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Series: Sociology of Health Professions
Series Editors: Mike Saks, University of Suffolk, UK and Mike Dent, Staffordshire University, UK
This series centres on the production of high quality, original work in the sociology of health professions with an innovative focus on the likely future direction of such professions.
Books in the series cover a wide range of associated health professional areas, and encompass interrelated health fields such as social care, as well as medicine, nursing and the allied health professions.
This timely comparative study assesses the role of medical doctors in reforming publicly funded health services in England and Canada.
Respected authors from health and legal backgrounds on both sides of the Atlantic consider how the high status of the profession uniquely influences reforms. With summaries of developments in models of care, and the participation of doctors since the inception of publicly funded healthcare systems, they ask whether professionals might be considered allies or enemies of policy-makers.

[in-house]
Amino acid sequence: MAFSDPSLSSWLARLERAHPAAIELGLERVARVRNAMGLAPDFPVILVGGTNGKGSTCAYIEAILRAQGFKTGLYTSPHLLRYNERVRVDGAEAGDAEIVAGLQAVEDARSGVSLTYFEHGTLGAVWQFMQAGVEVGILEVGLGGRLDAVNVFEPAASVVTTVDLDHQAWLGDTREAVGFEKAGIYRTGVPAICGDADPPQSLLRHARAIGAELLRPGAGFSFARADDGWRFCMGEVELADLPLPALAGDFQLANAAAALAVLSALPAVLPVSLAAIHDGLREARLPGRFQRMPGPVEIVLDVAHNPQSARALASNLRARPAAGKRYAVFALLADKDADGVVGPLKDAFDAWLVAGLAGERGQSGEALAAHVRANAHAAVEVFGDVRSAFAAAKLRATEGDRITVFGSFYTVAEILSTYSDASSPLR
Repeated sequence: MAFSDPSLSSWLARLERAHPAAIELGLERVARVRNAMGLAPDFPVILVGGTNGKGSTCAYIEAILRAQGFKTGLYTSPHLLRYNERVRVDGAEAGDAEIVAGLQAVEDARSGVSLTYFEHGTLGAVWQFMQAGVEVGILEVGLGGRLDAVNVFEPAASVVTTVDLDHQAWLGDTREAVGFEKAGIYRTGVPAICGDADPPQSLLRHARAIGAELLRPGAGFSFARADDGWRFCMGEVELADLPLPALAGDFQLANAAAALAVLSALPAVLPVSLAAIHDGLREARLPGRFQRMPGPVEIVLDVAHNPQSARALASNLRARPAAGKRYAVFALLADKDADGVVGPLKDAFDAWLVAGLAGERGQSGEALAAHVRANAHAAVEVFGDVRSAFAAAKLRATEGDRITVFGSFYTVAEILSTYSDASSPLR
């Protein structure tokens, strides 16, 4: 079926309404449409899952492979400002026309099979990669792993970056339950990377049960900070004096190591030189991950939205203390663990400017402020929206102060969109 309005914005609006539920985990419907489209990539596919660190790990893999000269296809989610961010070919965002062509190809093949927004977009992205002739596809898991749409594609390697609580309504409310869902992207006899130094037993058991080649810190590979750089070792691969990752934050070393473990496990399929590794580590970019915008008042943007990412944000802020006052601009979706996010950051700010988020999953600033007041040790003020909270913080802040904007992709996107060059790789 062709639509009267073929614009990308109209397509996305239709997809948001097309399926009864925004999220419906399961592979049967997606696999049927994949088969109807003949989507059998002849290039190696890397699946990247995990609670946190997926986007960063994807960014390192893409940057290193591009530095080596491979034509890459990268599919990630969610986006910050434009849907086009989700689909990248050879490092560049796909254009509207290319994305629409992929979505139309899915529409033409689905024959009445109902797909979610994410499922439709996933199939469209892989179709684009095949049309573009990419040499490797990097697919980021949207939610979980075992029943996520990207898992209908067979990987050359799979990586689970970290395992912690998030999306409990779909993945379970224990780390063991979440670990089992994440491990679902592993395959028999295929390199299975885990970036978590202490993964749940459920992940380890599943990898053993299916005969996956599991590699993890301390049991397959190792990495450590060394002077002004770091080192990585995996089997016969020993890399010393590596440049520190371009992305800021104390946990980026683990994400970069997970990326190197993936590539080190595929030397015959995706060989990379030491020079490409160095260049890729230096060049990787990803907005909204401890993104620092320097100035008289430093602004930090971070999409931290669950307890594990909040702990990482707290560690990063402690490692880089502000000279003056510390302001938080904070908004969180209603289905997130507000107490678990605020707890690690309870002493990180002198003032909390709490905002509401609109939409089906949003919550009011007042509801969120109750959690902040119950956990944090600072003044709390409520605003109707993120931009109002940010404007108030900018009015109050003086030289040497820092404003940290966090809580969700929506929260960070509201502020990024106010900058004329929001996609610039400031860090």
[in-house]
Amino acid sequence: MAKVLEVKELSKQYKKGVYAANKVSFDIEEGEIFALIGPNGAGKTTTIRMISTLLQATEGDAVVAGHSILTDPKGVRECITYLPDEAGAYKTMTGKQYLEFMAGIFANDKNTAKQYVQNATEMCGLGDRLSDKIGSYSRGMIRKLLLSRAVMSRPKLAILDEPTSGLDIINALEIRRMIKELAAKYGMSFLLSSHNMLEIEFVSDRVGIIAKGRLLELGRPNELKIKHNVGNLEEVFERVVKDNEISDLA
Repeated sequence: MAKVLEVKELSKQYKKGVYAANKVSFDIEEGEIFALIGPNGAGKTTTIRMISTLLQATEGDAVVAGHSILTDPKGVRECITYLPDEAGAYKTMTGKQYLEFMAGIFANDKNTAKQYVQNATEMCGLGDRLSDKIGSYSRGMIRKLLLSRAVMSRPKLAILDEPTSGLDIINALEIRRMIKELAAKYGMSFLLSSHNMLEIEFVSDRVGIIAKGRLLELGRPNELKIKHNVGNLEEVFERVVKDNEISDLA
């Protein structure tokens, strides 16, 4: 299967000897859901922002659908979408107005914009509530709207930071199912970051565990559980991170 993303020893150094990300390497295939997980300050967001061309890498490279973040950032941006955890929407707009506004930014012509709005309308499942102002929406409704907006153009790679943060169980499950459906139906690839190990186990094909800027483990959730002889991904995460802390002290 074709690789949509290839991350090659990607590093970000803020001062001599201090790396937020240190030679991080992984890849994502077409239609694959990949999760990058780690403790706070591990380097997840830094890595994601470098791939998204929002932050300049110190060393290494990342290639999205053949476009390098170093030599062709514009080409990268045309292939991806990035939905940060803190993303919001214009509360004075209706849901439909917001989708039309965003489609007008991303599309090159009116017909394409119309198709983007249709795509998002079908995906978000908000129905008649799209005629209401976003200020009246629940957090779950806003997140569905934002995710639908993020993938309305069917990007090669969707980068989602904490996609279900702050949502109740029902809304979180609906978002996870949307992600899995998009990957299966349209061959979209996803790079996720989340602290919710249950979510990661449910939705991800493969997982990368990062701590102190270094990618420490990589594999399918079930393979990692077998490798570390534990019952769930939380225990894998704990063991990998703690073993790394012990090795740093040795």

With insights for future health policy and research, the book is an important contribution to debates about the complex relationship between doctors and the systems in which they practice.
There are significant variations in how healthcare systems and health professionals are regulated globally. One feature that they increasingly have in common is an emphasis on the value of including members of the public in quality assurance processes. While many argue that this will help better serve the public interest, others question how far the changing regulatory reform agenda is still dominated by medical interests.
Bringing together leading academics worldwide, this collection compares and critically examines the ways in which different countries are regulating healthcare in general, and health professions in particular, in the interest of users and the wider public. It is the first book in the Sociology of Health Professions series.